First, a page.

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Old 08-28-2012, 05:35 PM   #15
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Did you actually see diesel fuel anywhere? Our Gulfstar had a diesel smell, but I can't find any leakage. I think it is just a "boat smell" that happens due to lack of use and being kept closed up. We bought some of that Canberra Gel, and it really cleared the air. Happy Admiral now.
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Old 08-29-2012, 12:38 PM   #16
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When I bought my old 1978 Mainship in 1991 it also smelled like diesel. The tanks did NOT leak, it was just the old Perkins and it's many minor leaks and seeps. It took a while to solve all those, but the smell disapperaed.
IF your tanks leak they are easy to replce in that boat. Remove the floor one side at a time and replace the tanks.
I don't care for the model II because you lose salon space but that's personal.
The boats are extremely versatile and are cheap and easy to work on.
I owned mine for 15 years and only sold it for something significantly larger. I'd but another old Nantucket in a heartbeat when I 'm done with extended cruising.
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Old 10-04-2012, 02:31 PM   #17
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Hey Dave,

I know I'm late in the thread here, but if you wanted to check out another Mainship 34 for comparison sake, I've got a 1980 model myself. I'd be glad to share my direct insight.
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Old 10-04-2012, 03:42 PM   #18
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Hey, thanks for the post. I decided to pass on it...it's probably more than I need to be trying to tackle at the moment. I'm going to hang on to the Bayliner 2755 for another year or two (getting the engine replaced over the next couple weeks so it'll be ready to go for next year, and I'll hopefully get some more water time this year before it gets too cold). I will definitely keep the Mainships on my list for the future though.

Dave
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Old 11-11-2013, 08:34 PM   #19
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Wow Dave, I'm about to buy a 1980 Mainship and currently have a 1993 Bayliner 2855. After reading all these suggestions and possible problems, I'm going to go through the survey very carefully.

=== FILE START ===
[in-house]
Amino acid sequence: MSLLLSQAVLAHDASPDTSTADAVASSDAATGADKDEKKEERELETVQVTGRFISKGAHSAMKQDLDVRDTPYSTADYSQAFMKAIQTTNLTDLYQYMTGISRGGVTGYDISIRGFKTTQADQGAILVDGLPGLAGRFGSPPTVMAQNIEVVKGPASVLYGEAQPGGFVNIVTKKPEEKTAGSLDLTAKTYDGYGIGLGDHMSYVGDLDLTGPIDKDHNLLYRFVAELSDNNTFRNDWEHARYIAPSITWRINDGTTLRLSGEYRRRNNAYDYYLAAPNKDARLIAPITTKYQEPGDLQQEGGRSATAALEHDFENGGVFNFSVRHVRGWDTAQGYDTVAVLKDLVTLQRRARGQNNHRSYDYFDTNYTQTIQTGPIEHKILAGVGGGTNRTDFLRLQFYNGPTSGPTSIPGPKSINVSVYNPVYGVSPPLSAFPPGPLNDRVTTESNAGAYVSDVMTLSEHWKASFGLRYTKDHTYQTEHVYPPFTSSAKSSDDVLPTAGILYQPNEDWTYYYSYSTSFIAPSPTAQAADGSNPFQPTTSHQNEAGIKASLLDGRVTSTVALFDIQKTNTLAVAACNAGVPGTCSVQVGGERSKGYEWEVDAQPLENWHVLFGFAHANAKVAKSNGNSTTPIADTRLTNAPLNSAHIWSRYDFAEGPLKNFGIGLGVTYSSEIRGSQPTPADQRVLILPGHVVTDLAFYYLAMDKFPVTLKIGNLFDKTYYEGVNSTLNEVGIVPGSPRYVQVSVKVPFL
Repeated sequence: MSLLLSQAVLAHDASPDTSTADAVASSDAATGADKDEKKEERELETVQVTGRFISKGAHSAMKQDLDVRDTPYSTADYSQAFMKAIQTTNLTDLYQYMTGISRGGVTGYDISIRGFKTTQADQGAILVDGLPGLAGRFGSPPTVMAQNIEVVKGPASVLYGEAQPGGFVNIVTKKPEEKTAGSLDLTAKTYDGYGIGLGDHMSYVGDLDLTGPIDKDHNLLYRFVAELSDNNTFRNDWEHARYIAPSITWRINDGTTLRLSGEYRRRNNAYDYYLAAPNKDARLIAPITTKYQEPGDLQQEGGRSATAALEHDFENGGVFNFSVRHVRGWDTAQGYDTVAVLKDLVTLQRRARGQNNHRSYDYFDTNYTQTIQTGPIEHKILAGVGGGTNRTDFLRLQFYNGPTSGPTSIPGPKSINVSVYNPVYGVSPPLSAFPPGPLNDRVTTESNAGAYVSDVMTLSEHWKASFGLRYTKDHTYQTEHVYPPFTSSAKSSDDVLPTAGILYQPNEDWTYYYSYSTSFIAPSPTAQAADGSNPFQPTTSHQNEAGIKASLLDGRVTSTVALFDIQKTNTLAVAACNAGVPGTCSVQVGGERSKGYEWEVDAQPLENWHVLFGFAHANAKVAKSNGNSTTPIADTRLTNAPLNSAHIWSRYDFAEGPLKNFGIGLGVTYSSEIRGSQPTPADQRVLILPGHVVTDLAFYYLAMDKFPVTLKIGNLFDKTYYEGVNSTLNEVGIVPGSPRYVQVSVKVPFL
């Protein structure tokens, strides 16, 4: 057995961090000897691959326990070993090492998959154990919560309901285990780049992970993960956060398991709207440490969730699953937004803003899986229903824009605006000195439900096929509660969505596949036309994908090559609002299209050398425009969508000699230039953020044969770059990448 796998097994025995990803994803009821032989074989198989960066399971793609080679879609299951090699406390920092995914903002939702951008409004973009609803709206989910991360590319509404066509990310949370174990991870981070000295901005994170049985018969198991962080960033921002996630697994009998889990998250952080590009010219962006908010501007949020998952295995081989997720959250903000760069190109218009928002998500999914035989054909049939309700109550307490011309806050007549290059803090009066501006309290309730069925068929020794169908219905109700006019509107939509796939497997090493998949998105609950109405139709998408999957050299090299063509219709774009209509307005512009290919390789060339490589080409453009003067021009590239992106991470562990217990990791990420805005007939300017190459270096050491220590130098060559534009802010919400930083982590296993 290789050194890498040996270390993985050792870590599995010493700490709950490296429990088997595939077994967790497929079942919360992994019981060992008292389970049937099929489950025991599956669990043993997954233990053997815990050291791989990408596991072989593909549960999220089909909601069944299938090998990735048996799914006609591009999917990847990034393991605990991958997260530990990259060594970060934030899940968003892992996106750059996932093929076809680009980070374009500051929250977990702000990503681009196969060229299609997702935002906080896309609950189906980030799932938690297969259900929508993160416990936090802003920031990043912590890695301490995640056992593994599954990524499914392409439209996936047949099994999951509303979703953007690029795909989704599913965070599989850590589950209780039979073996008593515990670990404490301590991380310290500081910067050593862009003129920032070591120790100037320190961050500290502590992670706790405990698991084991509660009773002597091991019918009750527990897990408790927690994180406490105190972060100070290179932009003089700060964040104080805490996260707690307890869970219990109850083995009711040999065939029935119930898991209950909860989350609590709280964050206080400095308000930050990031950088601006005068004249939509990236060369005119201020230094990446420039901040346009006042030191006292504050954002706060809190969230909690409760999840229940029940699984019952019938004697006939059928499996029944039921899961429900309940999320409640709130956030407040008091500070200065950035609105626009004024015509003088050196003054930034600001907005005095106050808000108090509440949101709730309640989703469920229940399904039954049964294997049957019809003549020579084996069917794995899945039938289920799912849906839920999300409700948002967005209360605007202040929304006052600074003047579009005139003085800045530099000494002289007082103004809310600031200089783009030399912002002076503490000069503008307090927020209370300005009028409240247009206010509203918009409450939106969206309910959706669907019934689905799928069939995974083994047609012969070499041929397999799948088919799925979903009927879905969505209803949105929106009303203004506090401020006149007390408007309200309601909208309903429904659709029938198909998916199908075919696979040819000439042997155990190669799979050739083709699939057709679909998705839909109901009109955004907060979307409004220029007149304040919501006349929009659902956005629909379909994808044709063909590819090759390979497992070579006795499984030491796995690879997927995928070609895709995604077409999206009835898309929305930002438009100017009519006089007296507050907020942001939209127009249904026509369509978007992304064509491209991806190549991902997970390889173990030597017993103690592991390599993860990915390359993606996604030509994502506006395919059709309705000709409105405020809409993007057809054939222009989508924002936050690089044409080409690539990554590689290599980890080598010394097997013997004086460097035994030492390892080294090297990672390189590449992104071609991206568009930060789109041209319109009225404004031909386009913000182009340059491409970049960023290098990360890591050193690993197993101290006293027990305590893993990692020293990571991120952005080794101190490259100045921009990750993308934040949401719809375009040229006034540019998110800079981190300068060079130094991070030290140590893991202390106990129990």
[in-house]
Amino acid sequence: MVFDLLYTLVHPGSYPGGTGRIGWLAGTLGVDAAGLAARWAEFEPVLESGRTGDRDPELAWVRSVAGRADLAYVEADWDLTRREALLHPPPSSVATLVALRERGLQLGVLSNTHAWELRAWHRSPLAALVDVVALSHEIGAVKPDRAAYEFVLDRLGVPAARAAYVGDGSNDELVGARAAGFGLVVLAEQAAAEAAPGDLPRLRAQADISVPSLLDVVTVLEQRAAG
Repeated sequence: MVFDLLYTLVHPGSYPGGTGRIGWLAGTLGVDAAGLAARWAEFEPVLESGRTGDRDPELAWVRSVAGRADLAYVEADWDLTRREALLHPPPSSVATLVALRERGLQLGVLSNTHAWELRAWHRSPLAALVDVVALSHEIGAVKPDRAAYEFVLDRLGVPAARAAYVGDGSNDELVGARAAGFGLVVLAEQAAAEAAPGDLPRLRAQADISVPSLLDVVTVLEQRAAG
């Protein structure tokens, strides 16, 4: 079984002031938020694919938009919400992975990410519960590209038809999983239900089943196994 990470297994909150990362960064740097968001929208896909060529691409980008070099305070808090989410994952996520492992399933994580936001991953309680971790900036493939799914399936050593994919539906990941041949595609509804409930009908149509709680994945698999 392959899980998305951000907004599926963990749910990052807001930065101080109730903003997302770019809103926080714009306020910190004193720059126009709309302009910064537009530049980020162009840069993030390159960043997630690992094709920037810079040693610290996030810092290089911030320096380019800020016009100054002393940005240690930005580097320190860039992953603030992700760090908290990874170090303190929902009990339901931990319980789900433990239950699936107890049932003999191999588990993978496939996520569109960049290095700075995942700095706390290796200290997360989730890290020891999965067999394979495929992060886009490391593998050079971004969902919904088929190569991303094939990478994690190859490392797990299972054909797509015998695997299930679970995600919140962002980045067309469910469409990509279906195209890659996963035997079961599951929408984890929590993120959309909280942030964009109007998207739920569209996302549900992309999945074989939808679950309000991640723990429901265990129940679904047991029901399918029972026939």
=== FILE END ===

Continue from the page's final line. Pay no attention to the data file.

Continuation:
I may end up with my Bayliner as well.

Alex
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Old 11-11-2013, 11:04 PM   #20
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Hey! Even old threads still have good info.

I actually ended up selling the Bayliner last fall (after all the engine problems, the amount of fuel it used, other work that I needed), I was just sick of it.

I picked up a Macgregor 26X in the spring, used it in the local lake several times during the 1st half of the summer, but got tired of the rigging/unrigging time involved in using it on a lake. So, I towed it down to the beach and put it in the slip for the 2nd half of the summer, spent quite a few weekends cruising, sailing, and beaching it. In the process of that, I really had a fabulous time...but realized the boat is just too small to get the number of people on it that I'd like (AND allow them to actually be comfortable ).

So, I sold the Mac 26X and (just recently) bought an Endeavourcat 30 sailing catamaran. It's a 1990 model that's in pretty good shape (these boats are seriously built like a tank), but needs a little work and sprucing up. It has an outboard motor, but surprisingly it's a diesel... ...it's a Yanmar D27 diesel outboard that fires right up and runs like a champ...it'll push the boat to around 7 knots or so. I think the hull speed is around 10 knots with a good stiff wind (or so the video's say). It's on it's way to the closest coastal area to me at the moment (I hired a licensed captain to bring it down from Deltaville VA to Wilmington NC for me).

If you want more info on the Endeavourcats (they make both sailing cats and power cats...very nice boats...built like tanks, unsinkable hulls, inboard diesels, etc.) go here, click on "Brochures" -> "Discontinued Models" -> "EC 30" (the model I bought).

EndeavourCats Home Page

I think this will probably be a boat that I will actually keep for a while! I guess we'll see.

Cheers,
Dave